This problem is all about how numbers are made up of other, smaller numbers, an essential concept underlying addition and subtraction. The problem helps develop two ideas: first, that there is a finite set of whole number pairs for a given number (for example, 5 can be thought of as 0 and 5, 1 and 4 , 2 and 3, and no other pairs can be found); second, that numbers are uniquely paired (if 2 is one of the parts of 5, the other part must be 3). Students need to investigate these relationships many times. Until students believe that 2 and 3 is always 5, they see no reason to remember it.
I own 5 cars and a very large garage.
If I can see 2 cars parked outside the garage, how many are inside?
How many different ways can I park my cars inside and outside the garage?
- Read the first part of the problem to the class to ensure that they understand that they are working with 5 cars.
- Brainstorm for ways to solve the problem.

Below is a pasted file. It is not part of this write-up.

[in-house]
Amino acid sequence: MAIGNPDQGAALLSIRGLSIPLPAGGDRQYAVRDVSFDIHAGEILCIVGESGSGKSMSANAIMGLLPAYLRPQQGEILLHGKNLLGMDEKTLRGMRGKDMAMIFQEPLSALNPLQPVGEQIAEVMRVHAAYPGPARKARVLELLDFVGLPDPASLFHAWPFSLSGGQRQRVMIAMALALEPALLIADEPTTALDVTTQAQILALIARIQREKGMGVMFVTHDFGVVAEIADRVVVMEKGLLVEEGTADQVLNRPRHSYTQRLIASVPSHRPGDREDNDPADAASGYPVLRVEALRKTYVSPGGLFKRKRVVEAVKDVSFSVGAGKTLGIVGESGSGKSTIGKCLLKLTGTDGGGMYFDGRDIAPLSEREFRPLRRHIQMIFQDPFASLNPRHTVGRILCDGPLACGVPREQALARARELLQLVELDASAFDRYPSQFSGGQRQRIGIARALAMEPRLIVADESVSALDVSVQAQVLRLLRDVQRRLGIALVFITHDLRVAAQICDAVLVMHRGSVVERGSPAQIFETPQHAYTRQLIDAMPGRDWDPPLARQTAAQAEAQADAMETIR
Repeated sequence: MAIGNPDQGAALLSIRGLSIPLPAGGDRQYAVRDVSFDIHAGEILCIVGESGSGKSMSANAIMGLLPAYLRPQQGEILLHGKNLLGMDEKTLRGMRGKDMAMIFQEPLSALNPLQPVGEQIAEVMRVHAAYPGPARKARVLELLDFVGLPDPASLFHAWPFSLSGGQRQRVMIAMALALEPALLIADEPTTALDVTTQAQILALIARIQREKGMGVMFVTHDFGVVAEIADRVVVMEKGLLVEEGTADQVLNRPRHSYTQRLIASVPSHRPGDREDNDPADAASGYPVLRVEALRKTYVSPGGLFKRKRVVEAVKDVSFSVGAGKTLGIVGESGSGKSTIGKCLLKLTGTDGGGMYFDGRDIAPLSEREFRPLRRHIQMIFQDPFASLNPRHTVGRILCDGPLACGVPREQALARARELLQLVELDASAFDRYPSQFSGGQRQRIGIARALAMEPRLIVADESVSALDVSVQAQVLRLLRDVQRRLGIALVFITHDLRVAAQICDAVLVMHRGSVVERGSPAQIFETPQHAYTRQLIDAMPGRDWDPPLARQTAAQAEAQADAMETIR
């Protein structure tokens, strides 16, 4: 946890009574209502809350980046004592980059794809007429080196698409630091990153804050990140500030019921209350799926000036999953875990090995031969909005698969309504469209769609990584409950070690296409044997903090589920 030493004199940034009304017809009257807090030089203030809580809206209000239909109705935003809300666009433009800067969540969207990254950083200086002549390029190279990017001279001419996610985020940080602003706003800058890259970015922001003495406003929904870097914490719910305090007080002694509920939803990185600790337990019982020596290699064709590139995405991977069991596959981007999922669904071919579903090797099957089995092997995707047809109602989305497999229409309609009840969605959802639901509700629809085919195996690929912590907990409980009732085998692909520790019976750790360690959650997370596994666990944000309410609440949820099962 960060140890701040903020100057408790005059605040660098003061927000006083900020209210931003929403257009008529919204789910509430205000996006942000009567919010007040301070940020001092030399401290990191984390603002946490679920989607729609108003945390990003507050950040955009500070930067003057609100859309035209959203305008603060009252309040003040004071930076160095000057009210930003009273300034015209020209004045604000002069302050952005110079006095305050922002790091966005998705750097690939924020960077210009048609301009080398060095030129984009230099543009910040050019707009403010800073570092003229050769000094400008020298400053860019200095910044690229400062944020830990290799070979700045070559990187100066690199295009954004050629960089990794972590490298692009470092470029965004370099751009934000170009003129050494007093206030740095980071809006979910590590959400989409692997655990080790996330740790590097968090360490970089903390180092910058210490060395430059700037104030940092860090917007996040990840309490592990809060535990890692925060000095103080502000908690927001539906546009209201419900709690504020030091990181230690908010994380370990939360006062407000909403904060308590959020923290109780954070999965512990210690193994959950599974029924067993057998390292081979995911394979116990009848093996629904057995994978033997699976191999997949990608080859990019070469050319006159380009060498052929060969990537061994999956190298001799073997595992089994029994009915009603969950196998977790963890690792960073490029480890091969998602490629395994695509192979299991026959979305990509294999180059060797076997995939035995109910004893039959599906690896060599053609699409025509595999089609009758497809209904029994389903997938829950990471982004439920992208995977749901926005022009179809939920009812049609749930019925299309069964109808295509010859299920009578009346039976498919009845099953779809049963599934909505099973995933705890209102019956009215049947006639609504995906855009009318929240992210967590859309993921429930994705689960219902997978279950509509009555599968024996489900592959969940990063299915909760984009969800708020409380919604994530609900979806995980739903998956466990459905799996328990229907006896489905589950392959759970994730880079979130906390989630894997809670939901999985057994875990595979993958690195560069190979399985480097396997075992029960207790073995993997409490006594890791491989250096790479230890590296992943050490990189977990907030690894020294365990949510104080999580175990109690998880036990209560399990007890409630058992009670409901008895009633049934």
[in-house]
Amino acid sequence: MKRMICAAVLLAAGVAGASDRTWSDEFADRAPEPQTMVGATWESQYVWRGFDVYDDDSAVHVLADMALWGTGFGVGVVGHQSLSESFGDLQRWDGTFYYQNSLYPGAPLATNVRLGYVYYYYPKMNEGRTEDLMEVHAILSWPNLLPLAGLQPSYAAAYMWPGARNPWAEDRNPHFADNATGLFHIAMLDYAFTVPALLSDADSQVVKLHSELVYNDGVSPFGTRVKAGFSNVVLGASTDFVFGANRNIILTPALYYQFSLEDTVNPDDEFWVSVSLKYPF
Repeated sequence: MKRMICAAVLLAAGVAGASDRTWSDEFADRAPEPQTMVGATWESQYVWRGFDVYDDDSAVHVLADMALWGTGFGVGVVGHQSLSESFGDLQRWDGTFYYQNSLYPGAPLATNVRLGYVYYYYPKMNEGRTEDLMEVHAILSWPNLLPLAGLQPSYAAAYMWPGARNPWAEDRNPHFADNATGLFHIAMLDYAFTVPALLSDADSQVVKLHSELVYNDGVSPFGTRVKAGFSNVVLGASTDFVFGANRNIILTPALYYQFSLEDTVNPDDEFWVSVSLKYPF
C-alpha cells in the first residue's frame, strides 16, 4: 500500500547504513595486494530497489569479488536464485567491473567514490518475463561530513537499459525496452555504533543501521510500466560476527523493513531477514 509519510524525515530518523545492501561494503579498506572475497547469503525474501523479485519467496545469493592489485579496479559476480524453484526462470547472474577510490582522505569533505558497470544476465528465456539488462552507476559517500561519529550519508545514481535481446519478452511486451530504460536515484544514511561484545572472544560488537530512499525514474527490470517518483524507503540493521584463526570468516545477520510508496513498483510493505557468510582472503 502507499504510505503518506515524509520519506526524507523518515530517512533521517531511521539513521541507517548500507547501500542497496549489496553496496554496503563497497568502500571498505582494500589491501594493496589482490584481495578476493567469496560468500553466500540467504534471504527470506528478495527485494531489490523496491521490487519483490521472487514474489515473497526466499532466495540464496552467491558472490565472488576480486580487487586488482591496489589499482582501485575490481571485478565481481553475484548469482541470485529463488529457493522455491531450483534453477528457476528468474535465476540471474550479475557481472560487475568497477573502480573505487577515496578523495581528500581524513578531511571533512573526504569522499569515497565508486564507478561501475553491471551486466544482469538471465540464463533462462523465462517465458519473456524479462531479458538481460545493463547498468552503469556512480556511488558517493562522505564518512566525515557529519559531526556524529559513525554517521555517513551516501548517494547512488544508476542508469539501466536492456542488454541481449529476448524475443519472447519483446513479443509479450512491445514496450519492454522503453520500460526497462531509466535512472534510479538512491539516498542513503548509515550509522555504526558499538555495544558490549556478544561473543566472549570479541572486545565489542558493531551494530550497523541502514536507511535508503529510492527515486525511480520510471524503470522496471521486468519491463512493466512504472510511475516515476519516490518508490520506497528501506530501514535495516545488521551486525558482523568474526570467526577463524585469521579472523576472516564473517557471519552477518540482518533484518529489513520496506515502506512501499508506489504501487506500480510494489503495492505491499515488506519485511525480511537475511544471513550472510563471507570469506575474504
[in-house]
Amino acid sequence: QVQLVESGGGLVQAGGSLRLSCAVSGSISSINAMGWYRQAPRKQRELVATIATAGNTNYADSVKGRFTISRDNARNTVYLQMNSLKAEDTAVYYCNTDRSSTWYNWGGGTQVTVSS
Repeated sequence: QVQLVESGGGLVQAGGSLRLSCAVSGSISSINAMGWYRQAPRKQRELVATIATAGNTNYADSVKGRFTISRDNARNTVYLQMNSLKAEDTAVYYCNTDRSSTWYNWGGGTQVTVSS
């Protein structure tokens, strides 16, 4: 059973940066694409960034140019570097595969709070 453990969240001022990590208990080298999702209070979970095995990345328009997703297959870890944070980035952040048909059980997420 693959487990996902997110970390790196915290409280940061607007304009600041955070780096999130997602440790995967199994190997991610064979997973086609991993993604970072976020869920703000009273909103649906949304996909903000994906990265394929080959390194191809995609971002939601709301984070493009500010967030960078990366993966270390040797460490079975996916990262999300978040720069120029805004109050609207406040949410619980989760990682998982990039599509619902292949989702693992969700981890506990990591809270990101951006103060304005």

- Having students tell how they know the number of cars in the garage is the most important part of this problem. Allow the students to describe their ideas. Encourage explanations.
How did you know how many cars were hidden?
Tell us about your thinking?
Could there be any other number of cars in the garage when 2 are parked outside? How do you know?
- Get the students to plan ways to record their solution.
- Read the second part of the problem and have students solve this in pairs or on their own. You need to use identical cars or there are multiple solutions for each pairing (for example: there would be 5 ways to complete the 1-4 pairing if all the cars were different). Support the students as they problem solve with questions such as:
How do you know how many cars are parked inside?
Does there always have to be a car in the garage? or parked outside?
How do you know that you have found all the ways that the cars can be parked?
How are you keeping track of the ways that you find?
- Share and discuss solutions.
Other Contexts for the Problem
Trains in tunnels
Cups in the cupboard
Shells in a bucket
Frogs in a pond or on lily pads
Because 2 + 3 = 5 , if there are 2 cars inside the garage there must be 3 outside.
6 possibilities: (0,5) (1,4) (2,3) (3,2) (4,1) (5, 0)